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Day 5, Thursday 6 August 1998

This was a day that made me pretty proud to be a Missourian! No offense to California, but I just live there... After staying in Miami, OK last night, I crossed into Missouri in the middle of a construction zone; you'll have to take my word for it that my van is in this picture--I couldn't park close to the sign (the teeny, tiny white square way in the distance is the van).

entering Missouri

My first stop was at Bowgen Fuel Systems in Springfield, MO. I didn't know much about them, only that they have had a compressed natural gas refueling station there at least since 1995, at which time they were the only one in the state. It turns out that they have had a refueling station, used by the local school district and some others as well as their own vehicles, since 1991--that was before any automaker had begun series production of CNG vehicles, so it was all conversions at that time. They are a "one-stop shop" for CNG: they do vehicle conversions, refueling station installations, training, you name it. They have a map that shows the locations of refueling stations they built; there is at least one in all but about five of the fifty states! And that's with one sales rep, a little advertising, plus word of mouth. I have used at least a couple of their stations already; the next one will be in Louisville, KY tomorrow. They have a couple of walls in their shop where they have posted decals from companies for whom they've done installations; this just shows a fraction of their clientele.

Bowgen clients

Bowgen Fuel Systems is a family business; it's hard to believe that such a small company could have had an effect so widespread on the nation's use of alternative fuels. These are some pretty-much unsung pioneers; they don't blow their own horn much, but they decided to use my trip as an opportunity to do a little of that. There were folks from the local ABC, CBS, and NBC TV stations (one guy doubled for CNN) when I got there! This is the first media coverage that I have seen on this journey; I guess there's less cacaphony to drown out a press release in Springfield, MO than in, say, Tulsa, OK.

Bowgen group portrait

Here are some of those who put the "family" in this family business: from left to right are Christina Watts, Shelby Bowgen, and Len Bowgen (who actually got his start with the Southern California Gas Company, where I live, in 1969!). Thanks very much to you all!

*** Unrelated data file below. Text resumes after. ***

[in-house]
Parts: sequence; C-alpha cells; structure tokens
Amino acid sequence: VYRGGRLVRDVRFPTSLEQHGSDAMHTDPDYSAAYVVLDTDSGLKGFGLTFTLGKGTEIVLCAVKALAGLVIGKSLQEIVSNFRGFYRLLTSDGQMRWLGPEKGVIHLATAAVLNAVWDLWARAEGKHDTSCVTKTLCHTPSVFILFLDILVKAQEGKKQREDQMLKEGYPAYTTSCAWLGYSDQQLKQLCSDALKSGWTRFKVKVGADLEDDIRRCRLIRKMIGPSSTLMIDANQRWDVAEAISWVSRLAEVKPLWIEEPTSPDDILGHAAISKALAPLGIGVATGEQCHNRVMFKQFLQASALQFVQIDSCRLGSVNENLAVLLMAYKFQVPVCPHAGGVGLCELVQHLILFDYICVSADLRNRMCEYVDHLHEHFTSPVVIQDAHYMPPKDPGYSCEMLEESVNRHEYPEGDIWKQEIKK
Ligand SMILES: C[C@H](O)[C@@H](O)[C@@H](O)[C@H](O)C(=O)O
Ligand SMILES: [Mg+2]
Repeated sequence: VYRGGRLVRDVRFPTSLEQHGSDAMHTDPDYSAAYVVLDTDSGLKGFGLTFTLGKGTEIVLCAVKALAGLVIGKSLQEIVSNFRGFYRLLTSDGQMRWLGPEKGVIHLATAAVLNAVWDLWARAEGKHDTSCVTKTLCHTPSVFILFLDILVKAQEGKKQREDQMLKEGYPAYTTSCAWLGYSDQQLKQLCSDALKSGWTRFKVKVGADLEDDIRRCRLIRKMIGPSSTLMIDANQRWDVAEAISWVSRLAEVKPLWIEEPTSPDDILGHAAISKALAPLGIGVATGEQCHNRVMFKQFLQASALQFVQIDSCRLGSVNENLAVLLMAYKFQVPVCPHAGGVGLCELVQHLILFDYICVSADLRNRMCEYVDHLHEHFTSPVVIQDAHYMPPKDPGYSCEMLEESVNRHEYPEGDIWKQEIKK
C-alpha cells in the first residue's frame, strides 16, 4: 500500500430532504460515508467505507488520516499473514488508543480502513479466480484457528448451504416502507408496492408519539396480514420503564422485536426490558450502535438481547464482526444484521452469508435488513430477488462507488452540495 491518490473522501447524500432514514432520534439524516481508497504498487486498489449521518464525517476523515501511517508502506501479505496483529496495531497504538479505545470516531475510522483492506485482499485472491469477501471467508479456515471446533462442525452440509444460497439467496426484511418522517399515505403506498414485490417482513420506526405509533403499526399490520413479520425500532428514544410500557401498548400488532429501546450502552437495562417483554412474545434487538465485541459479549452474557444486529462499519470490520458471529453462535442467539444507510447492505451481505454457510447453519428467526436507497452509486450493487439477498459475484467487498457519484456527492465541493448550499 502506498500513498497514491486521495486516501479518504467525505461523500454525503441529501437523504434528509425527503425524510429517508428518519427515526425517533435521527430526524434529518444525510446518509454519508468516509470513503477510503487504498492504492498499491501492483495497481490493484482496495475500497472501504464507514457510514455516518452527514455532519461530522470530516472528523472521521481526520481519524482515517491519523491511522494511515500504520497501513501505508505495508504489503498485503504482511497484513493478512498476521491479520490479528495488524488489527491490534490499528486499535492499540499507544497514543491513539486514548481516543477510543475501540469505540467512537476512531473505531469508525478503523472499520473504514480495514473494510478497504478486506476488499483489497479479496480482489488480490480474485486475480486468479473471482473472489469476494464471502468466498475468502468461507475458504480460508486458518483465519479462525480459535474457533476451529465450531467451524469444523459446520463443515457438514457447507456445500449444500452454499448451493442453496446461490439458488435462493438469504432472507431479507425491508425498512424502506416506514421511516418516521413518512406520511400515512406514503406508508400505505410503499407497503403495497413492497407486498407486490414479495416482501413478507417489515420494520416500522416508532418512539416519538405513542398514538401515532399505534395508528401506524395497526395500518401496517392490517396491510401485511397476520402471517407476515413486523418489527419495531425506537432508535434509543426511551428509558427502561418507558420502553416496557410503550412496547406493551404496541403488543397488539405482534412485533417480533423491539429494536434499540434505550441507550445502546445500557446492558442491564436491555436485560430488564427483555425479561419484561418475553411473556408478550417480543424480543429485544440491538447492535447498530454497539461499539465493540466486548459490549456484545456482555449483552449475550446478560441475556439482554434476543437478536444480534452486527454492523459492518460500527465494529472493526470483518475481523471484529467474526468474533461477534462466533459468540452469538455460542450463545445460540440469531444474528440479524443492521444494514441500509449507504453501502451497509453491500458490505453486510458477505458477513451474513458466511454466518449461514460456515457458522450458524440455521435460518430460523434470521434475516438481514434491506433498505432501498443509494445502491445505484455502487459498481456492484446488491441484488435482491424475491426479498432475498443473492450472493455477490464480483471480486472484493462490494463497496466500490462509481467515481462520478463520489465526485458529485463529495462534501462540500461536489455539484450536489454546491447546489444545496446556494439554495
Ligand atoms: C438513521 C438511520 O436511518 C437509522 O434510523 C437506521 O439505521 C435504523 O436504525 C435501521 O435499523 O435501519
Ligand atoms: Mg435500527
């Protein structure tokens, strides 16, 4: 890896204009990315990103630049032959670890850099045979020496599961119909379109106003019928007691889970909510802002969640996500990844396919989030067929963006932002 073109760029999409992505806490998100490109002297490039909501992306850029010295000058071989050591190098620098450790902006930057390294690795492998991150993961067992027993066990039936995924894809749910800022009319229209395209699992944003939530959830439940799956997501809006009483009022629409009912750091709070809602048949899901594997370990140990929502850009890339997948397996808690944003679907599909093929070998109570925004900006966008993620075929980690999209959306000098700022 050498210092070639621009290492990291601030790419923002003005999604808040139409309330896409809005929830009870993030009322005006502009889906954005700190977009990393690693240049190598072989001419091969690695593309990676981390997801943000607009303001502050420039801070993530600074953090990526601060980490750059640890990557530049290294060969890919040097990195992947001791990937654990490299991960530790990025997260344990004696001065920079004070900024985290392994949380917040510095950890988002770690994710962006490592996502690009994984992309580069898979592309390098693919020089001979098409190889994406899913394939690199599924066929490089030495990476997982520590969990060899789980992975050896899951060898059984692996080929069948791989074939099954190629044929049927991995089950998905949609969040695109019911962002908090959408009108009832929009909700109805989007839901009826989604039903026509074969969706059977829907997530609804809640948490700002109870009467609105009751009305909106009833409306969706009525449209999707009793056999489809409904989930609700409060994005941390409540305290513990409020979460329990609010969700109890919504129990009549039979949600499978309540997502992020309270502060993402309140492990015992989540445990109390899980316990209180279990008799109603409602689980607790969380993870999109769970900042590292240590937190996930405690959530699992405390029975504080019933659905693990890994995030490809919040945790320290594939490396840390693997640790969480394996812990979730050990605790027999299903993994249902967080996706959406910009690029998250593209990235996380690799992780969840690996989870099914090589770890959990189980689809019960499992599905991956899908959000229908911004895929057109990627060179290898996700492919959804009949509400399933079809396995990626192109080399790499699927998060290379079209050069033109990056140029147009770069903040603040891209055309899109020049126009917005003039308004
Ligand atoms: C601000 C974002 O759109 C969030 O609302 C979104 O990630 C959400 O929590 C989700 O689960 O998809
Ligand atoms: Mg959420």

Next I drove on to St. Louis to stop at the first public CNG refueling station that has been built there. This station was the "keystone" of this journey; before it was in place, I couldn't get through the midsection of the country. I could have gone to the north, along the route by which I'll be returning west, but I grew up near St. Louis and a trip east without stopping at home would be kind of pointless, I thought. The St. Louis Regional Clean Cities Program is involved with testing and promoting several different alternative fuels in addition to compressed natural gas; in particular, an extensive testing program for biodiesel was undertaken at the Lambert St. Louis Airport.

St. Louis group portrait

Here's a group portrait of the folks who met me there and filled me up (the station is one that accepts cash, by the way); from left to right are Mary Grace Lewandowski of the East-West Gateway Coordinating Council (and the Coordinator for the St. Louis Regional Clean Cities Program), and Daniel Ryan, Laurie Sybert, and Stephen Walker of Laclede Gas Company. Tom Schultz, also of Laclede, arranged the meeting but was unable to be there; sorry I missed you, and thanks to you all!

As you can see behind the folks in the above picture, this refueling station operates at a bit of a disadvantage relative to those in other cities I have visited: fuel is 99.9 cents per gasoline-gallon-equivalent, which is comparable to the local price of mid-grade unleaded gasoline and about a dime more expensive than the cheapest low-octane gasoline. In every other city I have visited, compressed natural gas has had a 20 to 30 cent advantage over cheap gasoline! Apparently the three most important things in real estate (location, location, location) add significantly to the cost because of where the station was installed. But they're plugging away, and having some success; as I said, they and the Bowgen folks made me feel proud to be a Missourian! (And even if the fuel is a little more expensive here than cheap gasoline, well, as we were greeting each other a minivan drove by with a machine-gun sound of knocking from its engine; that never happens with 130-octane natural gas! It's worth a premium price, even if you don't pay one in most places.)

St. Louis Science Center

Since I was right near Forest Park, I drove on over there before heading home for the night. Everybody knows about the Jefferson National Expansion Memorial, a.k.a. the Gateway Arch; the above picture shows a less-known local example of unusual architecture. This is the McDonnell Planetarium, or at least it used to be called that; it's now part of the St. Louis Science Center. (That's an old Thor missile next to it.) The roof of this building is a "hyperboloid of revolution"--not as common as your average A-frame, yes? I have some fond memories of the place; in particular, one summer in high school I took an astronomy course there as part of the Mark Twain Summer Institute, and as a lab exercise the students got to "drive" the star projector in the dome. Seeing the sky rotating and shifting above you according to your commands feels like being at the controls of a starship! Of course, one time Mr. Abram flashed the house lights and shouted "supernova!" just to give us all heart attacks...

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new 6 August 1998, revised 7 August 1998